While some businesses opted to manage their own EPR schemes, Producer Responsibility Organisations (PROs), were created to facilitate the EPR of companies that couldn’t. Various PROs entered the fray and each specialised in managing a specific area of the market (Fibre Circle, for example, manages extended producer responsibility programmes to keep paper and paper packaging out of South Africa’s landfills). To manage the process, PROs needed to partner with relevant collectors and recycling businesses. To manage demand, they offered training and support to aspiring collectors and recycling businesses. Suddenly tons of investment and interest poured into the recycling space.

And it was all thanks to a little law that shifted responsibility.

Recycling today: convenience meets progress

EPR shifts the responsibility for managing the waste generated by products from consumers to the producers of those products. This means that producers are incentivised to design products that are easier to recycle or reuse. As a result, consumers are more likely to encounter products that have clear recycling instructions or are made from recyclable materials, making the recycling process more straightforward.

PROs further enhance the consumer recycling experience by investing in recycling infrastructure. In addition to partnering with recycling companies and buy-back centres, they often collaborate with local communities and governments to promote recycling initiatives and provide support for recycling programs. This collaboration helps create a culture of recycling and encourages more consumers to participate in recycling efforts.

In addition to infrastructure, PROs also play a crucial role in educating consumers about recycling. Through public awareness campaigns, consumers come to understand the finer details of recycling, such as what can be recycled, what cannot be recycled, and why we recycle. This education empowers consumers to practice the correct recycling etiquette and make better recycling choices, ensuring that recyclable materials are processed effectively and free of contamination.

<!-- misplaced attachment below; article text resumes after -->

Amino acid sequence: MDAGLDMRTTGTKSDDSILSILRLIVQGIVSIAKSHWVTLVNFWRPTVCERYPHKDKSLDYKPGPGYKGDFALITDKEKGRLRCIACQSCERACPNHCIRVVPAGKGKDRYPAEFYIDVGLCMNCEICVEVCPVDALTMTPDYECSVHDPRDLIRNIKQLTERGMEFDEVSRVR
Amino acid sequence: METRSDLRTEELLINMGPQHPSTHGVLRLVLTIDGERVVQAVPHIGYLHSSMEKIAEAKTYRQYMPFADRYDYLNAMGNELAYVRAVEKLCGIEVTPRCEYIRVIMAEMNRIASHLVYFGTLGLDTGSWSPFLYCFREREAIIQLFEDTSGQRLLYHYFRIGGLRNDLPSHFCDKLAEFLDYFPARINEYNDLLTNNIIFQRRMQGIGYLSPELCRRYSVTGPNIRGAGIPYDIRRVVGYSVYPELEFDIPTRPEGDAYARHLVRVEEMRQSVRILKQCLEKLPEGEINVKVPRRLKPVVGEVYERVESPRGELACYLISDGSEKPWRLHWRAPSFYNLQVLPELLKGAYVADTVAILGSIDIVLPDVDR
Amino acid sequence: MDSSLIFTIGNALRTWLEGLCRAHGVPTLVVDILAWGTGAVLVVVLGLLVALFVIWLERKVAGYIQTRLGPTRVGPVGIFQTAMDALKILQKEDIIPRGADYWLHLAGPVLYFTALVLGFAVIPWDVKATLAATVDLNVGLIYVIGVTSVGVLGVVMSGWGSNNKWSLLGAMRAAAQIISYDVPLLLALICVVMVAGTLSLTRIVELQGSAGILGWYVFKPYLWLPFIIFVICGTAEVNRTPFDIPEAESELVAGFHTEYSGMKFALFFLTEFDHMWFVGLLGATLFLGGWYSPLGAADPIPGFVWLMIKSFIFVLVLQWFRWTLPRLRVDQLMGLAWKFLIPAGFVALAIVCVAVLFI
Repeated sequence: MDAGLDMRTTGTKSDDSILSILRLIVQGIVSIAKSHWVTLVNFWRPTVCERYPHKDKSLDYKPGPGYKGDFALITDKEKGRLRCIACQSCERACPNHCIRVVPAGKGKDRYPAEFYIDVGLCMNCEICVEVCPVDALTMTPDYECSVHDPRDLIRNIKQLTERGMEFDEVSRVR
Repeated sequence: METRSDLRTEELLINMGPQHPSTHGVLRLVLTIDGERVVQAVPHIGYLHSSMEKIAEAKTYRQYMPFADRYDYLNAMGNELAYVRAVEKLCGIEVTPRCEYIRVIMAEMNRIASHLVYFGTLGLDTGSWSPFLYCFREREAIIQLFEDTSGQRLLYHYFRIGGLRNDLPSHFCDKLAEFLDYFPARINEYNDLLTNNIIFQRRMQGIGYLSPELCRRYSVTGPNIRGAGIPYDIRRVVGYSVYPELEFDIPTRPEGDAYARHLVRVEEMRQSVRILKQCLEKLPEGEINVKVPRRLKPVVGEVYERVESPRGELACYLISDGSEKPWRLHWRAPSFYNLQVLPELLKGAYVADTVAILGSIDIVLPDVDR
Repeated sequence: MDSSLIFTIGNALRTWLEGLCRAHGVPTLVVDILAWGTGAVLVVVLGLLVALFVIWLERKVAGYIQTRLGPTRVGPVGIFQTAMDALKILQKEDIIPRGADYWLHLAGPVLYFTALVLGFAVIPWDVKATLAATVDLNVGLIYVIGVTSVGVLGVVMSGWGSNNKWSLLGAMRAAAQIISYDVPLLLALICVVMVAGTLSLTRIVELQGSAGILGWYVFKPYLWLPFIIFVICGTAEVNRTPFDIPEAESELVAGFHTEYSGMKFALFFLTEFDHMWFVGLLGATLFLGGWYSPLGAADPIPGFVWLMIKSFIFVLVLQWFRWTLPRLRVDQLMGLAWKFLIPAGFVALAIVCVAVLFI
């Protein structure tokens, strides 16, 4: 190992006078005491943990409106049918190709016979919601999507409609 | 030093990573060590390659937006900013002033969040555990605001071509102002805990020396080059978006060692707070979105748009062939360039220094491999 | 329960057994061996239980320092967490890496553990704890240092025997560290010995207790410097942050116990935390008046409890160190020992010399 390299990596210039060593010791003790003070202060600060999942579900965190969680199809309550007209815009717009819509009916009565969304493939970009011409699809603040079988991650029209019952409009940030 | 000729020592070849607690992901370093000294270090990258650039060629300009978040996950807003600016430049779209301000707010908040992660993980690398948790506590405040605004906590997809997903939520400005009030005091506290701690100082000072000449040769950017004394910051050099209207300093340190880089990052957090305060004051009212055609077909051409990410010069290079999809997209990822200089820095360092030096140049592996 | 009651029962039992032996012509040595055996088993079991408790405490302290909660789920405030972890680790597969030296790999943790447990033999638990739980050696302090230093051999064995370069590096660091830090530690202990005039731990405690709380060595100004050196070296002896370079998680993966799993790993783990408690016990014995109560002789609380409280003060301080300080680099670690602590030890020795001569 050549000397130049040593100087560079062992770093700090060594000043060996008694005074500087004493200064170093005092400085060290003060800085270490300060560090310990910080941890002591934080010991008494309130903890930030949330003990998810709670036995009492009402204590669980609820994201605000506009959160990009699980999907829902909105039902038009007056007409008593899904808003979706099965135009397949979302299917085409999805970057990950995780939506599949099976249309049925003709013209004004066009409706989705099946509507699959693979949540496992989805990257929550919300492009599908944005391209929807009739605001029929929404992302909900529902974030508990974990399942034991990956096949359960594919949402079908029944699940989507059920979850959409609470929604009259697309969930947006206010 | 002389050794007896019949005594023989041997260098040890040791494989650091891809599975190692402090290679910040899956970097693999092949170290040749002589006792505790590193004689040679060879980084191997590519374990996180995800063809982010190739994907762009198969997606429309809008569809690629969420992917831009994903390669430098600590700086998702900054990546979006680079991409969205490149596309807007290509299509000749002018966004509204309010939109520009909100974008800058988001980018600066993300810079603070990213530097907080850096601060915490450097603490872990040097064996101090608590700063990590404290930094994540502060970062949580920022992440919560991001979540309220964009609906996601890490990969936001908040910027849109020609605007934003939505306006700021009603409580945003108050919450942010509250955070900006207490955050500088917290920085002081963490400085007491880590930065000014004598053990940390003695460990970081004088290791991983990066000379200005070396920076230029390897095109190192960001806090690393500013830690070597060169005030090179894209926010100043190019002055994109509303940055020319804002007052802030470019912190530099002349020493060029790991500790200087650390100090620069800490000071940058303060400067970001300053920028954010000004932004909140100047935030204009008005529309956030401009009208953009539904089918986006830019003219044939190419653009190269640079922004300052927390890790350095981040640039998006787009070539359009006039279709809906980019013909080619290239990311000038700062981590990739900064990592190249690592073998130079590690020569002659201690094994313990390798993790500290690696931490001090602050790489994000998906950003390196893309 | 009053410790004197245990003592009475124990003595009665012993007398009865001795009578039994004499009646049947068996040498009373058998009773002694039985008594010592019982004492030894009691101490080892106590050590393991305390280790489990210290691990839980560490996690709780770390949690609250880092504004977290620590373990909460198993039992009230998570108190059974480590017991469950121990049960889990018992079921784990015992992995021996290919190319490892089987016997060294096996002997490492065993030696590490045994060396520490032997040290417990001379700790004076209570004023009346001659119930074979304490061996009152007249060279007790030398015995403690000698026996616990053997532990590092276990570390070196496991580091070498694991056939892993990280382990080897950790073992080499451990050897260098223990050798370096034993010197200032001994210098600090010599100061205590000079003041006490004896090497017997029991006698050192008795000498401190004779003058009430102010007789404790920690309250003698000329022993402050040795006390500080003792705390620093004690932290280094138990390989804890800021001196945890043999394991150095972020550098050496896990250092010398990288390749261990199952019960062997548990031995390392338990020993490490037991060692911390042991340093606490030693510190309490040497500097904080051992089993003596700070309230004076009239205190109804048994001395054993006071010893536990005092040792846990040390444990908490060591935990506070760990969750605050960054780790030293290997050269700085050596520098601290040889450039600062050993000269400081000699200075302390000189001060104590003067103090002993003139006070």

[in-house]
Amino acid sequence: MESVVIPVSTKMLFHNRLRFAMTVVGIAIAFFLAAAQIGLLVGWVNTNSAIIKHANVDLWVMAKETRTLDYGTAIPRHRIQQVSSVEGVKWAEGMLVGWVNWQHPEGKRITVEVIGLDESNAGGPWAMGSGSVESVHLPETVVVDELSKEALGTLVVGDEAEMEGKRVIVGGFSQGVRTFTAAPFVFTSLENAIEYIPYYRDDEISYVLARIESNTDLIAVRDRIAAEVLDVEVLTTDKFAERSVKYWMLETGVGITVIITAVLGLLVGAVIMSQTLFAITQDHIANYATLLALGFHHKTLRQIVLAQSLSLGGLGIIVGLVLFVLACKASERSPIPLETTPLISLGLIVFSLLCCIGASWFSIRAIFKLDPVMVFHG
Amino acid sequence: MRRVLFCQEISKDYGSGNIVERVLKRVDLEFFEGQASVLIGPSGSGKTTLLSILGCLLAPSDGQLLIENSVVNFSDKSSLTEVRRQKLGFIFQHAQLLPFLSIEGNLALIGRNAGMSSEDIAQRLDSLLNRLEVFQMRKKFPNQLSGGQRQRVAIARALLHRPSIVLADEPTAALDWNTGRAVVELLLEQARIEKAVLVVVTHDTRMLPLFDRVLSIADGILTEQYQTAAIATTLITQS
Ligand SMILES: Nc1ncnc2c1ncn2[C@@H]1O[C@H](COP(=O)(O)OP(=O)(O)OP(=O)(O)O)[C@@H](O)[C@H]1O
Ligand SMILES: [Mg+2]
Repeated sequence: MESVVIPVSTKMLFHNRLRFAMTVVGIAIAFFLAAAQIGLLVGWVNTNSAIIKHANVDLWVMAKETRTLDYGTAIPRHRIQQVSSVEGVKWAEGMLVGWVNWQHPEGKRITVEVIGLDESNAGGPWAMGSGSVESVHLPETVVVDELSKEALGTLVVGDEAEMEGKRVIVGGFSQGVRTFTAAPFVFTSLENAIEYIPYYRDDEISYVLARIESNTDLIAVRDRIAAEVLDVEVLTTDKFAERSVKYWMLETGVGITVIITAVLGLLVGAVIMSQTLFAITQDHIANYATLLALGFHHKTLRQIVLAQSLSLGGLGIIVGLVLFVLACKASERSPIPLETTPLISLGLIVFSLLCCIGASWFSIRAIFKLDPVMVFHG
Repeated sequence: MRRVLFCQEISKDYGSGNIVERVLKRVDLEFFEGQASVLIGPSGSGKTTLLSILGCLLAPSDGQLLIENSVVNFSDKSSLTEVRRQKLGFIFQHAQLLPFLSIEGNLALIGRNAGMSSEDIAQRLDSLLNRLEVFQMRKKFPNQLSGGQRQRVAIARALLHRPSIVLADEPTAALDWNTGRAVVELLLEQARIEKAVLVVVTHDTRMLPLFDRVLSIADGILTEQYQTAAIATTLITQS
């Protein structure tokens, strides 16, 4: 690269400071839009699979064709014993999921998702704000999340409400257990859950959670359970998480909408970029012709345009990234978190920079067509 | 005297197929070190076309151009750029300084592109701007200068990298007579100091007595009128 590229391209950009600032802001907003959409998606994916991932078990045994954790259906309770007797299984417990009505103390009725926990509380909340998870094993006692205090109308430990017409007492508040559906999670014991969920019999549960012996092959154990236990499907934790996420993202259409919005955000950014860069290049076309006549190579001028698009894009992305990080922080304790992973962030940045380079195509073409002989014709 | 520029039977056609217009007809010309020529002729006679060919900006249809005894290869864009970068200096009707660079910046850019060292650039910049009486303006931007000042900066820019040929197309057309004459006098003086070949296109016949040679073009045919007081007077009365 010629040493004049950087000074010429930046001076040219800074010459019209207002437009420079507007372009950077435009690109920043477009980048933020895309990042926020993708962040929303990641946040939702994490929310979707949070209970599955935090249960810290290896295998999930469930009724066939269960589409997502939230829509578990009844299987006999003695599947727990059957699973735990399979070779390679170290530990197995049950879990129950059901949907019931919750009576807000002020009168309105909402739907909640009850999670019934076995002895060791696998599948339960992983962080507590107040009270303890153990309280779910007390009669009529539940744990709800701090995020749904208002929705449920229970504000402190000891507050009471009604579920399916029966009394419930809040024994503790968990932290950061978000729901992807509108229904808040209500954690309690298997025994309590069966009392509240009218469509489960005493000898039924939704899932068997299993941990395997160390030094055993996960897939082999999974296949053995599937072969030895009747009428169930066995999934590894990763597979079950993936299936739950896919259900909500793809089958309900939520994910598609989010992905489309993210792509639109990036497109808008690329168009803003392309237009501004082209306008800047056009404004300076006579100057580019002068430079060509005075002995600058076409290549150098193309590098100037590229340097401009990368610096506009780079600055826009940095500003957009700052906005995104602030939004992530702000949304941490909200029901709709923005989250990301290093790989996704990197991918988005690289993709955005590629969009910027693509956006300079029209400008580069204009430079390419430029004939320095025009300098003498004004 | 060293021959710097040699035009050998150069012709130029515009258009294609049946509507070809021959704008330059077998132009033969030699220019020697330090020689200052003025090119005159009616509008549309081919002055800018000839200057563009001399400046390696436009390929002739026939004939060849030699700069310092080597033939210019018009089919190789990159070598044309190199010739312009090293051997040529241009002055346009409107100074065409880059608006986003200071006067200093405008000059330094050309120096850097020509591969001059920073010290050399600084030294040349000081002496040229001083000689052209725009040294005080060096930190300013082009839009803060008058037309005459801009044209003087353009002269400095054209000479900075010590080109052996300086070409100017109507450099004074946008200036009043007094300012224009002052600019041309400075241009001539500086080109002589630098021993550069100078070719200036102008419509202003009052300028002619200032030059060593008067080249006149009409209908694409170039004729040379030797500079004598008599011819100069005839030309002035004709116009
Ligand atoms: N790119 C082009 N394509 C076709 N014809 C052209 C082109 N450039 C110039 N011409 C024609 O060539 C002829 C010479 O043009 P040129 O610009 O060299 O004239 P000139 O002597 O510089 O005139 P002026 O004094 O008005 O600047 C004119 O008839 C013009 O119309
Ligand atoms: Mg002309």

The standardisation of recycling processes and materials also makes things easier. When recycling guidelines and processes are consistent and clear, consumers are less likely to make mistakes. Additionally, transparency is much improved, and consumers are afforded comfort and confidence that their recyclables will be handled responsibly and processed in a sustainable and circular way.

Recycling is more accessible than ever. EPR has not only shifted recycling’s responsibility away from consumers; it now ensures that the industry reaps the benefits of increased interest and investment. The resulting infrastructure is layered and comprehensive, running at every level of the waste management process. You can even get a private waste management service to handle your drop offs (though our branches are easy to find if you want to do it yourself)!

Separation-at-source is still recommended of course. By taking the time to collect, clean, and separate your recyclables, you play a crucial role in supporting the entire recycling chain. Cleaned and separated recyclables are more desirable to buy-back centres and recycling facilities, making it more likely that they will be bought. Your efforts also make collection more efficient at every level, reducing time and money spent sorting and processing.

Your commitment to recycling also has environmental benefits. By diverting recyclable materials from landfills, you reduce the amount of waste that ends up polluting our environment. This contributes to conserving natural resources, reducing greenhouse gas emissions, and protecting ecosystems. By setting an example through responsible recycling practices, you encourage your friends, family, and community members to do the same. This spreads awareness even further, fostering sustainability in your community.


A lot has changed in the last few decades. South Africa has braved a waste culture fuelled by landfilling, a resulting ecological crisis, and a struggle to find recycling’s identity. We’ve arrived at the age of Producer Responsibility – where, whether for planet, people, or profit, industries, governments, consumers, and activists, are united in their pursuit of circularity.

The journey towards a truly sustainable and circular economy is ongoing and more imperative than ever before. Yes, recycling has become easier and more accessible. But it is crucial we continue playing our role as consumers. Individual actions, such as separating recyclables, cleaning them, and supporting recycling initiatives, are small when weighed against the machinery of the recycling complex but they are no less important.

The fact remains that only 10% of all recyclables are successfully diverted from landfill. We have 90% more to go but today we have the time and infrastructure to turn this thing around once and for all.

And let’s give future generations the gift of a world without waste while they’re still in nappies. It’s possible.